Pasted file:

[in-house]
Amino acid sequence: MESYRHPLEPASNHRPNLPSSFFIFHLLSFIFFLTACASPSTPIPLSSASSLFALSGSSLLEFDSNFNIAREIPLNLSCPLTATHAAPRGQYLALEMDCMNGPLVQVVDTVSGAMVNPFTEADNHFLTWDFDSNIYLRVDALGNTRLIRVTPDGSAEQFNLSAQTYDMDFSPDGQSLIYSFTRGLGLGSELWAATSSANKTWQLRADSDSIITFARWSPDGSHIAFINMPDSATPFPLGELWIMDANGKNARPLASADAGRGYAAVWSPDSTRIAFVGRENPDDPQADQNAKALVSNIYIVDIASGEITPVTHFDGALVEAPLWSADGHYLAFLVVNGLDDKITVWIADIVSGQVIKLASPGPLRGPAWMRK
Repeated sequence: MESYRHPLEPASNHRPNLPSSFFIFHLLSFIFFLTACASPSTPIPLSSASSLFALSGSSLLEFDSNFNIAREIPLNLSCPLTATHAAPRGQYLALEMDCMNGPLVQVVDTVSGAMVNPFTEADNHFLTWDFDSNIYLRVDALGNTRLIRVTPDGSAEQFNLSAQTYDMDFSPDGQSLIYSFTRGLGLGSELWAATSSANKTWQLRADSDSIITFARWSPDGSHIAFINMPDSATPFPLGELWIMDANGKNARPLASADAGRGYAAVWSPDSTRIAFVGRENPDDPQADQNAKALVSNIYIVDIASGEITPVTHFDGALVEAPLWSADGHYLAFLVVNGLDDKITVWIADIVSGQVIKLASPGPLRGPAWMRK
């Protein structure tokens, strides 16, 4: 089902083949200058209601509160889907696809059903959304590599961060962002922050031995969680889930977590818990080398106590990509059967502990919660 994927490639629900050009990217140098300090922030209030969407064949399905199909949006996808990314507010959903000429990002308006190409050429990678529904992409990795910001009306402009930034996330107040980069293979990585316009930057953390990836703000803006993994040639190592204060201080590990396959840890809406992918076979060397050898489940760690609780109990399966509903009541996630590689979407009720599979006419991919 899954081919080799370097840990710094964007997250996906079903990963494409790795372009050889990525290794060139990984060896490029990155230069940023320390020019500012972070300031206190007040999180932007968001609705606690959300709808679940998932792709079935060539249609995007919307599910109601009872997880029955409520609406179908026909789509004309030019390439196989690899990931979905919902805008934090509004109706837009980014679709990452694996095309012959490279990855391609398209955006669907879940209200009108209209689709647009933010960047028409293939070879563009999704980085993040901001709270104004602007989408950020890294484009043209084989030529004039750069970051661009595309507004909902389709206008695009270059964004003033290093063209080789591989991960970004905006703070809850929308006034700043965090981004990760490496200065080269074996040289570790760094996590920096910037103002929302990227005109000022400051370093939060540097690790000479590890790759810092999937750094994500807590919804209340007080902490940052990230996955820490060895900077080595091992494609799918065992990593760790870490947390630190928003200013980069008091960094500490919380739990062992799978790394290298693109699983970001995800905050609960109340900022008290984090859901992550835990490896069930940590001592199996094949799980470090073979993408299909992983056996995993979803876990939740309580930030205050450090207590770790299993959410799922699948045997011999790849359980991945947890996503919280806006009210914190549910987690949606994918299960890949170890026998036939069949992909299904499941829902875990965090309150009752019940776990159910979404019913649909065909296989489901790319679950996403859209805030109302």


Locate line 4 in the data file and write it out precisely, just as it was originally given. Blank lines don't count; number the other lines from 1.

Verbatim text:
């Protein structure tokens, strides 16, 4: 089902083949200058209601509160889907696809059903959304590599961060962002922050031995969680889930977590818990080398106590990509059967502990919660 994927490639629900050009990217140098300090922030209030969407064949399905199909949006996808990314507010959903000429990002308006190409050429990678529904992409990795910001009306402009930034996330107040980069293979990585316009930057953390990836703000803006993994040639190592204060201080590990396959840890809406992918076979060397050898489940760690609780109990399966509903009541996630590689979407009720599979006419991919 899954081919080799370097840990710094964007997250996906079903990963494409790795372009050889990525290794060139990984060896490029990155230069940023320390020019500012972070300031206190007040999180932007968001609705606690959300709808679940998932792709079935060539249609995007919307599910109601009872997880029955409520609406179908026909789509004309030019390439196989690899990931979905919902805008934090509004109706837009980014679709990452694996095309012959490279990855391609398209955006669907879940209200009108209209689709647009933010960047028409293939070879563009999704980085993040901001709270104004602007989408950020890294484009043209084989030529004039750069970051661009595309507004909902389709206008695009270059964004003033290093063209080789591989991960970004905006703070809850929308006034700043965090981004990760490496200065080269074996040289570790760094996590920096910037103002929302990227005109000022400051370093939060540097690790000479590890790759810092999937750094994500807590919804209340007080902490940052990230996955820490060895900077080595091992494609799918065992990593760790870490947390630190928003200013980069008091960094500490919380739990062992799978790394290298693109699983970001995800905050609960109340900022008290984090859901992550835990490896069930940590001592199996094949799980470090073979993408299909992983056996995993979803876990939740309580930030205050450090207590770790299993959410799922699948045997011999790849359980991945947890996503919280806006009210914190549910987690949606994918299960890949170890026998036939069949992909299904499941829902875990965090309150009752019940776990159910979404019913649909065909296989489901790319679950996403859209805030109302």